After defeating Sicilia in April, Sanchez was in prime position to get the next featherweight title shot, but he had to wait on the result of the “Pitbull” vs. Weichel rematch at Bellator 203. Freire retained, and though Sanchez would love to get the Weichel fight back, he believes his fight with Freire is one fans have wanted to see for a while.

Sanchez is hoping that a championship win leads to more title fights overseas (Bellator 209 marks his first time competing outside of the United States) and maybe even a boost to his Q-Rating. Currently honing his talents at Roufusport in Milwaukee, Sanchez didn’t shy away from the possibility of someday following in the footsteps of teammate and current UFC commentator Paul Felder when asked if he’d consider a career in broadcasting when his fighting days are done.

“Maybe I should, in Portuguese or Spanish, because I study a lot and I watch a lot of MMA in Portuguese or in Brazil, and a lot of Spanish boxing and MMA. I would love to,” said Sanchez. “I think I have the charisma and I’m animated, I don’t think I’m too ugly for TV and screen time — too beat up I should say, from fighting. But yeah, that’s something my coach says too. Having the charisma, having the attitude, being able to be in front of the camera, having the microphone on you. For me, that’s how I’ve always been. …

“Yeah, in the future I should talk to Paul because that is something that I wouldn’t mind doing as a guest or eventually being able to do it full time. Something to have after fighting, for sure.”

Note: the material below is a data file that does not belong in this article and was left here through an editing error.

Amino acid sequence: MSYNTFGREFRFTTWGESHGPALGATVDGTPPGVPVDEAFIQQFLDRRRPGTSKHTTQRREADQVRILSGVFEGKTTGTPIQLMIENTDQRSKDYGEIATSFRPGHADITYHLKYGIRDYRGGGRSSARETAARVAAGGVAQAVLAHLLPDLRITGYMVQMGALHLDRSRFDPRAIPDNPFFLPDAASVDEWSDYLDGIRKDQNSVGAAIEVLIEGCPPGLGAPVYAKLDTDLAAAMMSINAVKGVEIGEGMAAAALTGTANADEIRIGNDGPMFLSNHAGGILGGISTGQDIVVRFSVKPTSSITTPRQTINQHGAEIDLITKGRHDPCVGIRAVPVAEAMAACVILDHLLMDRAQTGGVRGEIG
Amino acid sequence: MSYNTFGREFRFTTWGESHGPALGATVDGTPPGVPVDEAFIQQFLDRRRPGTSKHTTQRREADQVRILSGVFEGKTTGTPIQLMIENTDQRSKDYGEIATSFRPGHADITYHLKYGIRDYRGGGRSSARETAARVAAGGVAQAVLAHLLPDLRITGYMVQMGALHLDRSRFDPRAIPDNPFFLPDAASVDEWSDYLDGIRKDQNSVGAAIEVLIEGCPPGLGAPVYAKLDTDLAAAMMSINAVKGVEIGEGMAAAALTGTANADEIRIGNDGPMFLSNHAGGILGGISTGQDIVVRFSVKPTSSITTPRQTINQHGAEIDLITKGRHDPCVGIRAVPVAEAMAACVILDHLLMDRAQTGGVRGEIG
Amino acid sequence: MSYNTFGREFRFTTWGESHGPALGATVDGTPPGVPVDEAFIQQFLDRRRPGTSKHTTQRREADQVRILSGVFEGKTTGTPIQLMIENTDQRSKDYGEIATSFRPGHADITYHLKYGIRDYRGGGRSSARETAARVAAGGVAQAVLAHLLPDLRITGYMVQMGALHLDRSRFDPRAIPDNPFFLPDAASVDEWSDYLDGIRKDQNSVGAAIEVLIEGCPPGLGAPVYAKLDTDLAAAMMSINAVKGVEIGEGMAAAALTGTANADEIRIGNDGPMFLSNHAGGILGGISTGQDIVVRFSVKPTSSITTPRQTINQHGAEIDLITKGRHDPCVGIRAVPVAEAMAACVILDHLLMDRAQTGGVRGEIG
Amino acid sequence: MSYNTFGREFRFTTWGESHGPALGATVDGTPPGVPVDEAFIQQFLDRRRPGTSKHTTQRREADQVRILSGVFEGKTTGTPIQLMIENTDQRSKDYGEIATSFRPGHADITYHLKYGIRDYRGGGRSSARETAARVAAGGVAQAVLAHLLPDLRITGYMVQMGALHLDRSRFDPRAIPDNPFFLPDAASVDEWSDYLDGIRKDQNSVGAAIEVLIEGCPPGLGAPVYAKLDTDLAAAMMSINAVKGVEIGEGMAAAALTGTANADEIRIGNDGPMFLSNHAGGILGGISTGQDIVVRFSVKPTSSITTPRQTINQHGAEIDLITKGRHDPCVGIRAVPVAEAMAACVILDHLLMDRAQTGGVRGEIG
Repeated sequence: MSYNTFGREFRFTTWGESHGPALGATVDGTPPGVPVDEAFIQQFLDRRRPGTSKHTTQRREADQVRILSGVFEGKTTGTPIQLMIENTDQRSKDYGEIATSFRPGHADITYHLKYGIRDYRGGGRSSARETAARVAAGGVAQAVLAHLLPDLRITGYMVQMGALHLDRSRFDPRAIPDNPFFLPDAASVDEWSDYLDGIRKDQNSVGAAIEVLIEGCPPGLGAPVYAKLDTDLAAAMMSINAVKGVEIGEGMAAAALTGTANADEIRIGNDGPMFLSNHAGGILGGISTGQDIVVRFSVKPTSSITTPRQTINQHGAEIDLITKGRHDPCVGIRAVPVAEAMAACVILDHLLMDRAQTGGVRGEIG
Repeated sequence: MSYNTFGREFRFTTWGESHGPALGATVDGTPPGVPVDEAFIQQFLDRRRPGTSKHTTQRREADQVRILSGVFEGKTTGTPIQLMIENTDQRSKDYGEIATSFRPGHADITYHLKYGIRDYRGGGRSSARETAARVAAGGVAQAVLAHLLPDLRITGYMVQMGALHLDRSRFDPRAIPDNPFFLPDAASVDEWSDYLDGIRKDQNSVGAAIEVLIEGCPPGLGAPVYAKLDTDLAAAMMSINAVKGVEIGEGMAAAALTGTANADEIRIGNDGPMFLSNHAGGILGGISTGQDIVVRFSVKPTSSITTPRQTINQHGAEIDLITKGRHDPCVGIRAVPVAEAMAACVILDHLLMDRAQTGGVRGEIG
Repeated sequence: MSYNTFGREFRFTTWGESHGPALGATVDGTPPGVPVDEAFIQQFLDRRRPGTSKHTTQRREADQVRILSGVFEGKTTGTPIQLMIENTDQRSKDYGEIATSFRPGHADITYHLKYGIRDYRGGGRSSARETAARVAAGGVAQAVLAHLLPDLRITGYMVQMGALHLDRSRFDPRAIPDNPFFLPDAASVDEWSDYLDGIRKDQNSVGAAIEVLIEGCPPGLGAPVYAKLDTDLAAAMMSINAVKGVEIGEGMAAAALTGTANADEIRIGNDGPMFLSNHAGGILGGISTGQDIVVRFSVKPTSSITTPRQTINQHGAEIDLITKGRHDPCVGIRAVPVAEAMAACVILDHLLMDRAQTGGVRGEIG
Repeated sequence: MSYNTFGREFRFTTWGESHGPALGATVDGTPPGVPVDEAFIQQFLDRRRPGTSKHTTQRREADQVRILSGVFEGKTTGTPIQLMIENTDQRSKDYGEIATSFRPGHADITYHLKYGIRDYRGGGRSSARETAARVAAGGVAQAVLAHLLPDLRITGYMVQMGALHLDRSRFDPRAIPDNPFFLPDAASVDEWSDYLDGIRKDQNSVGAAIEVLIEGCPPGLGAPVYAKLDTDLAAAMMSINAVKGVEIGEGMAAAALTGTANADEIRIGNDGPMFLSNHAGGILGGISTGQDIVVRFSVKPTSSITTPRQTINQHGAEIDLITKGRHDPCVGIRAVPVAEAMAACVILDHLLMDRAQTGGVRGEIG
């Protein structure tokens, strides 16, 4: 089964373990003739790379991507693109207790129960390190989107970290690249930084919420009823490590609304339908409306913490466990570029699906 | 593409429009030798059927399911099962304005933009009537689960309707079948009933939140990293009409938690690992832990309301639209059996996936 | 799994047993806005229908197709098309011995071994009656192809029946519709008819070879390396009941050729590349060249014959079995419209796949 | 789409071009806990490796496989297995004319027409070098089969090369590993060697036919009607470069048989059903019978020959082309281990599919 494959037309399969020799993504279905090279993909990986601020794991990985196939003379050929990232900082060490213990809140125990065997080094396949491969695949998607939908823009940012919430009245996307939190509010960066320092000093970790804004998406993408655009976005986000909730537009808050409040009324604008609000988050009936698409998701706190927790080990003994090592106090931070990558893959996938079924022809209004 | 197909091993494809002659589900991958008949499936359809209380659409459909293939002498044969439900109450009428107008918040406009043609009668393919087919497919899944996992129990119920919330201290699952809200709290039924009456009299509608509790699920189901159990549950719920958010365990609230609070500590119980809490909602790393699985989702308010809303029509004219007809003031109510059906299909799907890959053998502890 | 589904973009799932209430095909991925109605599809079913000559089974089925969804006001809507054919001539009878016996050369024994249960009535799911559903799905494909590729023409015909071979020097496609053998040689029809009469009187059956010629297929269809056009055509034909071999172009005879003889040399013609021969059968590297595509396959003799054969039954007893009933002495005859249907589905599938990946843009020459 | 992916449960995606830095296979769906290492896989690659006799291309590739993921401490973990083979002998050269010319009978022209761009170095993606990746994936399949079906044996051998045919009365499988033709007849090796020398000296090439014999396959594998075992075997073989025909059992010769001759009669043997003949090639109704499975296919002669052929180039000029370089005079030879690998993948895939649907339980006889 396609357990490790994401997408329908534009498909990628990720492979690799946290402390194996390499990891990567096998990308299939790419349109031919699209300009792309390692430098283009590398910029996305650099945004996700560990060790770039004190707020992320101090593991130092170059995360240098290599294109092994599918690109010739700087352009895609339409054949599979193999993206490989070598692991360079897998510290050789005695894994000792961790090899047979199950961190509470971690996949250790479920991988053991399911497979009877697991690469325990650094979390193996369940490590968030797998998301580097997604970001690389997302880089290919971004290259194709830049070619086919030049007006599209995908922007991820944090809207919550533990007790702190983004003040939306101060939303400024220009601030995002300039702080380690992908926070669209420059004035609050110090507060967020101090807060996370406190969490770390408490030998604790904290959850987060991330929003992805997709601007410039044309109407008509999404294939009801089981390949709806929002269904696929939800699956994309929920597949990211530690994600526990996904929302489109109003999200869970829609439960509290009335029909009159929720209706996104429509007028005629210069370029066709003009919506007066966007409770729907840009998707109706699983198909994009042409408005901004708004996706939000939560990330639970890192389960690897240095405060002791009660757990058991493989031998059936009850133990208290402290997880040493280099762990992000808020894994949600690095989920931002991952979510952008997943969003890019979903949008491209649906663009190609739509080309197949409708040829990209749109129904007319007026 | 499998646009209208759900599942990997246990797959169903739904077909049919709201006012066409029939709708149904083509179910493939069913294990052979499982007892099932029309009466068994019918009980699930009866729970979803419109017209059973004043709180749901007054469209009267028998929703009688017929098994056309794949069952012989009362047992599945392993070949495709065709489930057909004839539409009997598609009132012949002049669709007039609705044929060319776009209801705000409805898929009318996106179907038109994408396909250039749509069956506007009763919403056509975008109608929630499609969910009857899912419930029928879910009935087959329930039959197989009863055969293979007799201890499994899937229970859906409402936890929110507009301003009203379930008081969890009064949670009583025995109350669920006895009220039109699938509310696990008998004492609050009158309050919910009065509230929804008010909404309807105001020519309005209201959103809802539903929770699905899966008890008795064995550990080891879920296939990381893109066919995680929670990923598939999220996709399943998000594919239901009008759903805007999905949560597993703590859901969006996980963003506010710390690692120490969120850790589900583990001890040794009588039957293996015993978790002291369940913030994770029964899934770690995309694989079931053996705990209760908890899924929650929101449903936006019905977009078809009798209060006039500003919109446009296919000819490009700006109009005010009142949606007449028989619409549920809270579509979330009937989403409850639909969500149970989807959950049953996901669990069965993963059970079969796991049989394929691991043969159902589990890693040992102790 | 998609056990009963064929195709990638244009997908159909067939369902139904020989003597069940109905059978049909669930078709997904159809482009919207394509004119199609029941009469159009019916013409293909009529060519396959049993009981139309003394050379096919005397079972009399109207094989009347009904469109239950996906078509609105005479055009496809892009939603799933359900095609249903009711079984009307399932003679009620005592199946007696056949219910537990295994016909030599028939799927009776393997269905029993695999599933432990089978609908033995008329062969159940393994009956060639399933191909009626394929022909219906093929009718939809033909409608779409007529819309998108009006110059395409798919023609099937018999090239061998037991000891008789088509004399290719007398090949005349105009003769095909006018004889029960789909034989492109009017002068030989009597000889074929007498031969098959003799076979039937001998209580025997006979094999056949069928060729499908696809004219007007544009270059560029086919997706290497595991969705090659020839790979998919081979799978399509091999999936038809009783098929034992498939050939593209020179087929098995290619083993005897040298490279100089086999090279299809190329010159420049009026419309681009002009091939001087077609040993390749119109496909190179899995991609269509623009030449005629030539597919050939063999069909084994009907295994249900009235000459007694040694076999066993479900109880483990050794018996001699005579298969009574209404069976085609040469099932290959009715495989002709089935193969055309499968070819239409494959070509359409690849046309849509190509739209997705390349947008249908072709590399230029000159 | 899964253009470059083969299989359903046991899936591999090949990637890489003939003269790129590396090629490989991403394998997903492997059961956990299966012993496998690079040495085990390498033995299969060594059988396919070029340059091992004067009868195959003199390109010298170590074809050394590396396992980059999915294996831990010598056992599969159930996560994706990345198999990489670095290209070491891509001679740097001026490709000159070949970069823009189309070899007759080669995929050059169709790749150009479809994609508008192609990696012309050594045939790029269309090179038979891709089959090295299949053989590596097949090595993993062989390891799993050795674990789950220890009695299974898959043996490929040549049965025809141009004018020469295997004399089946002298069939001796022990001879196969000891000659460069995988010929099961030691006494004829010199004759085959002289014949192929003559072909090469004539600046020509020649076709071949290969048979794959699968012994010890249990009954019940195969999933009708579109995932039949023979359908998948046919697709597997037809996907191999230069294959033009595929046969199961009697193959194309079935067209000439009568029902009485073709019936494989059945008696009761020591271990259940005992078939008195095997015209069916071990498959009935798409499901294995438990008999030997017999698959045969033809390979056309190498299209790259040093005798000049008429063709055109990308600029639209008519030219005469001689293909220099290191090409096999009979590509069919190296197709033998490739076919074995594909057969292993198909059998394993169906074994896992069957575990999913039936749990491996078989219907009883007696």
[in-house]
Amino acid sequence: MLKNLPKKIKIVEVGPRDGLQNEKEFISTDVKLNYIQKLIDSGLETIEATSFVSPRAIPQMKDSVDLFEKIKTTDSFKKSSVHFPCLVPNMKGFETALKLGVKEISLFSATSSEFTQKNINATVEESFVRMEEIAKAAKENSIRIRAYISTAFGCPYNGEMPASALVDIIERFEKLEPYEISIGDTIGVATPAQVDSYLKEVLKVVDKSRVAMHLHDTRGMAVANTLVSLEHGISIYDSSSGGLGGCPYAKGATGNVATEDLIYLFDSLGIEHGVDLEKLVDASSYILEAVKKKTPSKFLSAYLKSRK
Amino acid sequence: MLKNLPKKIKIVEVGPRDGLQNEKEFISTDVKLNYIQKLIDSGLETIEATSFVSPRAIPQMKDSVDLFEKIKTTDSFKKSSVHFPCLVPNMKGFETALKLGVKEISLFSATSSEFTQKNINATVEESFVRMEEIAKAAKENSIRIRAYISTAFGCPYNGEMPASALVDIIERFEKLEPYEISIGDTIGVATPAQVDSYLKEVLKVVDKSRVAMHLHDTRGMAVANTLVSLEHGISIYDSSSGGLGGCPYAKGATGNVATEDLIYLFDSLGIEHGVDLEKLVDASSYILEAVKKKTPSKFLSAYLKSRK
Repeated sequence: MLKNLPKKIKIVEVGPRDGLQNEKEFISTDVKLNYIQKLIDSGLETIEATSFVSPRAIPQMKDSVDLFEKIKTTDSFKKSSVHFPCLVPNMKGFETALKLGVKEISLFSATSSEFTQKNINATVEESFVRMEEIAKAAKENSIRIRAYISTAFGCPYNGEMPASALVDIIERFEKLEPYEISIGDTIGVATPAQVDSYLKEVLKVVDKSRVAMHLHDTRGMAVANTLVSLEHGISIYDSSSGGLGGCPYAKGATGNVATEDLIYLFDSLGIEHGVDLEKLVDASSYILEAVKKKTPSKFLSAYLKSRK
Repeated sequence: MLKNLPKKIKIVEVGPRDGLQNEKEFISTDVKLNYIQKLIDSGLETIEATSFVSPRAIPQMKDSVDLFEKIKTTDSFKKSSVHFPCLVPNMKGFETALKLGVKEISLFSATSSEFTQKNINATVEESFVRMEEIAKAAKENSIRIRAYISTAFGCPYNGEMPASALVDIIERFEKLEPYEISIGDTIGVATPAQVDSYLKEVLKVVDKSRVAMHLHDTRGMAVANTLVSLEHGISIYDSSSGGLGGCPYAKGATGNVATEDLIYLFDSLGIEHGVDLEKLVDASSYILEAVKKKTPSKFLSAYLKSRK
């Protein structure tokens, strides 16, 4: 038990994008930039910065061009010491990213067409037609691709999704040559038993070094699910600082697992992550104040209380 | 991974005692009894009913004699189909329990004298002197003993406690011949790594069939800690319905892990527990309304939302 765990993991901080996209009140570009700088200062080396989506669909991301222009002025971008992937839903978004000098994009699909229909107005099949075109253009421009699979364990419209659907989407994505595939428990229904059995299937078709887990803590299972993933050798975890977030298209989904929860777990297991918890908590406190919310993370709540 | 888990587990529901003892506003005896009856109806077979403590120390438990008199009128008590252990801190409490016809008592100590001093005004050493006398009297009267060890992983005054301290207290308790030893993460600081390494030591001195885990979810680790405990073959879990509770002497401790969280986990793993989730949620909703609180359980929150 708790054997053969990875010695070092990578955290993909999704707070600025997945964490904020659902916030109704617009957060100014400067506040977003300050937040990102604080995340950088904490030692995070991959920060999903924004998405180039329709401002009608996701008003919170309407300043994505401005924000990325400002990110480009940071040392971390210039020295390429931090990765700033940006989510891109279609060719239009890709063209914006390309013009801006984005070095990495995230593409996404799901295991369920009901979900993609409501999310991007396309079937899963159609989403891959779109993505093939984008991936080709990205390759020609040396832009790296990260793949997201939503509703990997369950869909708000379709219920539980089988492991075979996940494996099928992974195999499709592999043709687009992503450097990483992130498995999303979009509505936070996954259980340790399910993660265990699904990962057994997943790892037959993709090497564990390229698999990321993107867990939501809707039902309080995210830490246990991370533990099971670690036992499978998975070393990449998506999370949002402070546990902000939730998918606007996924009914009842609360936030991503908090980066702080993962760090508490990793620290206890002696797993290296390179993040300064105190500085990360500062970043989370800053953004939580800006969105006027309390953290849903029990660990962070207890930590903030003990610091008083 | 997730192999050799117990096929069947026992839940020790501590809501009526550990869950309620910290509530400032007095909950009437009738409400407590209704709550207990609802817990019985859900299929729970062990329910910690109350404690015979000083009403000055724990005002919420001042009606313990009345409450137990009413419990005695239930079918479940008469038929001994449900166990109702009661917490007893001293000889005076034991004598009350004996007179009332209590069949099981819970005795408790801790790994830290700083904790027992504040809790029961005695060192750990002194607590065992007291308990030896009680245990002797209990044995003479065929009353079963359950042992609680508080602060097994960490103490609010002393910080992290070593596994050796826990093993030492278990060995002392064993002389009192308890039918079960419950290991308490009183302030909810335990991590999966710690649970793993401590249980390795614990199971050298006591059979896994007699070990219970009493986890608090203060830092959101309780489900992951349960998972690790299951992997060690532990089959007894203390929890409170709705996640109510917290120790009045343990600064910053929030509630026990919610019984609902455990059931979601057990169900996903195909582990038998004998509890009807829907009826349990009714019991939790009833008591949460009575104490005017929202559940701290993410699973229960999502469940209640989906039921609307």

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UFC Veteran Cody McKenzie Handed 4-Year Suspension for Submitting Fake Urine Sample

Cody McKenzie tried to pull a fast one before his most recent scheduled bout, and now the former UFC talent has to suffer the consequences. View full post on Recent News on Sherdog.com

25 Years – The Knockouts – Part 3

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Photos: Bellator 209 weigh-ins

Check out the photos from today’s Bellator 209’s official weigh-ins and face-offs in Tel Aviv, Israel (Photos by Bellator MMA).

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Sean O’Malley receives six-month NAC suspension for failed drug test

Sean O’Malley

Sean O’Malley could be back in action in the first quarter of 2019.

On Wednesday, the Nevada Athletic Commission voted to give the 24-year-old fighter a reduced suspension of six months retroactive to Oct. 6 (the date of O’Malley’s last scheduled fight) for a potential United States Anti-Doping violation that O’Malley initially announced himself via social media. It was agreed upon that O’Malley “[took] responsibility for the adverse analytical findings.”

According to that ruling, O’Malley will be eligible to compete again on March 6, 2019; however, he could still face a maximum suspension of two years from USADA.

O’Malley was also ordered to pay $472.42 in legal fees.

It was O’Malley who broke the news that he was under investigation, following USADA recently changing policy in regards to the public disclosure of potential violations. Unlike in the past, flagged athletes will only be identified after the conclusion of the adjudication process.

Soon after the news surfaced, O’Malley told ESPN that he tested positive for a low dose of ostarine, a performance-enhancing drug. He added that he believed the banned substance entered his system via a tainted supplement.

O’Malley, 24, is 10-0 in his MMA career so far with two of those wins coming inside of the Octagon. After earning a Dana White’s Tuesday Contender’s Series contract in July of last year with a first-round knockout of Alfred Khashakyan, “Sugar” went on to pick up a pair of unanimous decision wins over Terrion Ware and Andre Soukhamthath.